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One of the most surprising formal operations in the Christian bible takes place in the sixth book of the New Testament, in Paul the Apostle's Epistle to the Romans. Near the end, the writer breaks free from the author, introducing himself as “Tertius, who wrote down this letter.” Tertius (literally “third” in Latin) of Iconium was the amanuensis for Paul the Apostle’s longest epistle. This narrative wrinkle has generated debates that range from narrative authenticity (who was Tertius? Was he Christian? Was he a slave? What was the relationship between him and Paul the Apostle?) to media archaeology (was the Epistle conceived in a different language that required translation? Were scribes common at the time?), altogether pointing to the relevance of mediation: who tells a tale adds a tail.

The films by Affonso Uchôa are not consistently religious, even though the one that most directly invokes a narrative Tertius—the found notebook in Arábia (Araby, 2017), co-directed with João Dumans—starts and ends in the city of Ouro Preto, the cradle of Brazilian catholic baroque art. Nonetheless, his films are testimonies of the importance of the mediator—an element that exists in the fold between two different worlds, which can sometimes be a character (Andre—Murilo Caliari—in Araby), or a filmmaking device (the long take in Seven Years in May, 2019), but that is also reflective of the position of the filmmaker himself.

Born in São Paulo, in 1984, Uchôa was not widely known by international audiences until Araby premiered in competition at International Film Festival Rotterdam, kickstarting a successful global run, collecting laurels from Buenos Aires International Festival of Independent Cinema, Viennale, FIDMarseille, Indie Lisboa, and rave reviews along the way. Its follow-up, Sete Anos em Maio (Seven Years in May, 2019), won an award at the Burning Lights International Competition at its premiere at Visions du Réel, and has since thrived in festivals such as Toronto International Film Festival, Jeonju International Film Festival and Film Madrid despite its awkward run time of 42 minutes.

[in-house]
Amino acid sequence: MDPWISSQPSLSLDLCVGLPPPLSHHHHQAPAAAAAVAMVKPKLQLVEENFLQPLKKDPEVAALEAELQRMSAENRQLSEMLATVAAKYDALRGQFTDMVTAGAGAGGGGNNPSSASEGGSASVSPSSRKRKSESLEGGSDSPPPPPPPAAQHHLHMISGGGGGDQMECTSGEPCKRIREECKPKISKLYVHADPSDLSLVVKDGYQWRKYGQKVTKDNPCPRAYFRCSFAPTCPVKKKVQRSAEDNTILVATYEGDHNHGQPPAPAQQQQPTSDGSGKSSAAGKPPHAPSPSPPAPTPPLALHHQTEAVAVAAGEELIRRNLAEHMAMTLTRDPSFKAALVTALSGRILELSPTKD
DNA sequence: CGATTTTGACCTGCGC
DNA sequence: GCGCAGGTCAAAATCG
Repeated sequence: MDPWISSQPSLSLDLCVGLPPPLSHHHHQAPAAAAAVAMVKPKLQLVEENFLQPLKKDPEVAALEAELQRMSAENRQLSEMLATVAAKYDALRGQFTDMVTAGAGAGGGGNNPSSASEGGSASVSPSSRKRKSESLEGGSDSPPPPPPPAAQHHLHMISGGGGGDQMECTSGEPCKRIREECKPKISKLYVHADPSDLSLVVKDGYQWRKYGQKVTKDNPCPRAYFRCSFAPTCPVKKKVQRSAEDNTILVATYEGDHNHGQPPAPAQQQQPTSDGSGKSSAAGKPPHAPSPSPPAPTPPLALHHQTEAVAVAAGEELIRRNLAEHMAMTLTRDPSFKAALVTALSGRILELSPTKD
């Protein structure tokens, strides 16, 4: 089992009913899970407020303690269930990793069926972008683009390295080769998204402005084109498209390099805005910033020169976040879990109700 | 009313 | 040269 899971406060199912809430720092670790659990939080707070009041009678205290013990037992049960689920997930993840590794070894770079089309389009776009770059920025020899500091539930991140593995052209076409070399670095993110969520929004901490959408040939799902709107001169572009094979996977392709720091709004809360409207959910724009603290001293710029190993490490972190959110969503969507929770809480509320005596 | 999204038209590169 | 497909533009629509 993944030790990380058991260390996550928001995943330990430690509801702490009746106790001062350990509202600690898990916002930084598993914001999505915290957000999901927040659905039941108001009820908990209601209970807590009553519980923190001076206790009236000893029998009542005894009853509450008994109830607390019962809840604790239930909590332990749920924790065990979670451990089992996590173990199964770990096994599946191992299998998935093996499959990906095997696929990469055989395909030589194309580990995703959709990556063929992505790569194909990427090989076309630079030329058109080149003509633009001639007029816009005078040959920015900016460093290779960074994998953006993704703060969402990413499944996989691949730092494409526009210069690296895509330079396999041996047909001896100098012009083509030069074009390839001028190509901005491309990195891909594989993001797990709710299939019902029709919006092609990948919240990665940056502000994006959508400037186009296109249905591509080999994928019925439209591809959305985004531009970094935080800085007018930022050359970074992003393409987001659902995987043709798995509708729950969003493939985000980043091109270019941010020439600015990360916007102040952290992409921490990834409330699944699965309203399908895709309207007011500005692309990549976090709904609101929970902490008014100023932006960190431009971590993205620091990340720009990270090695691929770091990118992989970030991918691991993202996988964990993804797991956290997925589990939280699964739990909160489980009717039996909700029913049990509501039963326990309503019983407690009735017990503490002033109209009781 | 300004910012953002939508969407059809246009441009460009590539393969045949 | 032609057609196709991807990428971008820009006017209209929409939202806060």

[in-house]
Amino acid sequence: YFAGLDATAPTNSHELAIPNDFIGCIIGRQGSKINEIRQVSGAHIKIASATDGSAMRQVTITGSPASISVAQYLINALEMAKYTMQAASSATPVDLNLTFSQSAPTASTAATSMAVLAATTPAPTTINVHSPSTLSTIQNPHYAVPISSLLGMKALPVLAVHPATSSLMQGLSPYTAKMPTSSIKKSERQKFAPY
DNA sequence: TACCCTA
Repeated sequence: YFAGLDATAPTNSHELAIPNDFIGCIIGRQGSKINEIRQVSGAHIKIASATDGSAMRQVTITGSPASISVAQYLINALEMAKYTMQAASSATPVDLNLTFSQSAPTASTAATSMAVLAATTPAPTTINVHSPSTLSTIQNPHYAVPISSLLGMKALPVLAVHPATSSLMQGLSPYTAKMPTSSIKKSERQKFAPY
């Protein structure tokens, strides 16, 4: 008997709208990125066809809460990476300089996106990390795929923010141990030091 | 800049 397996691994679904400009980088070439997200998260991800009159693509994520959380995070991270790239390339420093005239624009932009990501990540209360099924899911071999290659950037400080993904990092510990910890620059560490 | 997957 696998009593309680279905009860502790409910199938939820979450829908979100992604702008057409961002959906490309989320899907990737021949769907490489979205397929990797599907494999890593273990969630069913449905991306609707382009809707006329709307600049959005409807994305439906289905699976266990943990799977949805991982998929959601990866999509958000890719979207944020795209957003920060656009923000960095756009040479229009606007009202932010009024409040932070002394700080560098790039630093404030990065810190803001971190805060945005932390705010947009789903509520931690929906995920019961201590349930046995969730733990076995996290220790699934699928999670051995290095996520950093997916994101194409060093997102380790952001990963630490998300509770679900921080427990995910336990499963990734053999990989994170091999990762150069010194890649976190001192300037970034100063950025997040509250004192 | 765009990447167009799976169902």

His trajectory precedes international recognition with two feature films (A Vizinhança do Tigre, The Hidden Tiger, 2014; and Mulher à Tarde Woman in the Afternoon, 2010) and two shorts (Desígnio, Design 2009; and Ou a Noite Incompleta, Or an Incomplete Night, 2006, co-directed with Luiz Gabriel Lopes, Maurício Rezende, and Priscila Amoni) widely circulated in local festivals. His emergence in international cinema coincides with the coalescence of a singular aesthetic in his film The Hidden Tiger, which uses the cinephilic formalism of his earlier films—Desígnio and Woman in the Afternoon—to distort and potentialize the gripping reality of his aptly-named neighborhood—Nacional, in the city of Contagem, Minas Gerais. This idiosyncratic third glance, both removed from and implicated in the creative matter of the world before it, results in films that refresh the political vocation of Latin American cinema, pushing it toward a radical self-reflection that does not refuse narration, but instead pulls it from the frail fabric of daily life.

Text: Fabio Andrade


Selected Films:

Ou a Noite Incompleta
Ko-Regie mit Luiz Gabriel Lopes, Maurício Rezende und Priscila Amoni
(Kurzfilm/Short film, 2006)

Desígnio
(Kurzfilm/Short film, 2009)

Mulher à Tarde
(Spielfilm/Feature Film, 2010)

A Vizinhança do Tigre
(Spielfilm/Feature Film, 2014)

Arábia
Ko-Regie mit João Dumans
(Spielfilm/Feature Film, 2017)

Sete Anos em Maio
(Kurzer Spielfilm/Short feature film, 2019)


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